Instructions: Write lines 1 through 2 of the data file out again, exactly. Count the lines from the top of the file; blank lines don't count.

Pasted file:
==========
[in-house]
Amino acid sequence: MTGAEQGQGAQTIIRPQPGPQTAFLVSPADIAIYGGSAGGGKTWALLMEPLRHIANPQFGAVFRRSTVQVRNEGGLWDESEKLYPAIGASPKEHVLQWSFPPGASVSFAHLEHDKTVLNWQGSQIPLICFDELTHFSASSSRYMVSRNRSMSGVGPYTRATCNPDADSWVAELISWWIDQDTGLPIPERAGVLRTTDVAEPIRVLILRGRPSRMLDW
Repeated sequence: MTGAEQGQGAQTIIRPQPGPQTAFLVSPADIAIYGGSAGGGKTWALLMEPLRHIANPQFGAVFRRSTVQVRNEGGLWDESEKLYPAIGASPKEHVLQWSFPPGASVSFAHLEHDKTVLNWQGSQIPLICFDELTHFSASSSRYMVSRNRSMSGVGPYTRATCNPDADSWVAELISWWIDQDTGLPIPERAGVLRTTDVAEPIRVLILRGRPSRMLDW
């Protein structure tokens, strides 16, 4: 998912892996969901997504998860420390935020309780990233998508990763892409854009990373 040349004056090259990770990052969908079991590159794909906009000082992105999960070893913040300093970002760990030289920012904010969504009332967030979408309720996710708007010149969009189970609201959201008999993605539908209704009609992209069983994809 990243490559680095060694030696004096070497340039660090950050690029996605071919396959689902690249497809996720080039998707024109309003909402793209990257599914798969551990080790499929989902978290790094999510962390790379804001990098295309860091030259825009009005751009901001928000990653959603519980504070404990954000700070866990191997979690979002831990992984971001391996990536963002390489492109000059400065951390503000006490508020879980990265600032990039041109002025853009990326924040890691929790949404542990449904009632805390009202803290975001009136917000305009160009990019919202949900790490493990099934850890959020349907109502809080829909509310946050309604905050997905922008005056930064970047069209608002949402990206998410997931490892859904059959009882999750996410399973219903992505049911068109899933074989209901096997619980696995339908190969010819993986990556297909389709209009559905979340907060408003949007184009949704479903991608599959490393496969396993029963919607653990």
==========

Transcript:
[in-house]
Amino acid sequence: MTGAEQGQGAQTIIRPQPGPQTAFLVSPADIAIYGGSAGGGKTWALLMEPLRHIANPQFGAVFRRSTVQVRNEGGLWDESEKLYPAIGASPKEHVLQWSFPPGASVSFAHLEHDKTVLNWQGSQIPLICFDELTHFSASSSRYMVSRNRSMSGVGPYTRATCNPDADSWVAELISWWIDQDTGLPIPERAGVLRTTDVAEPIRVLILRGRPSRMLDW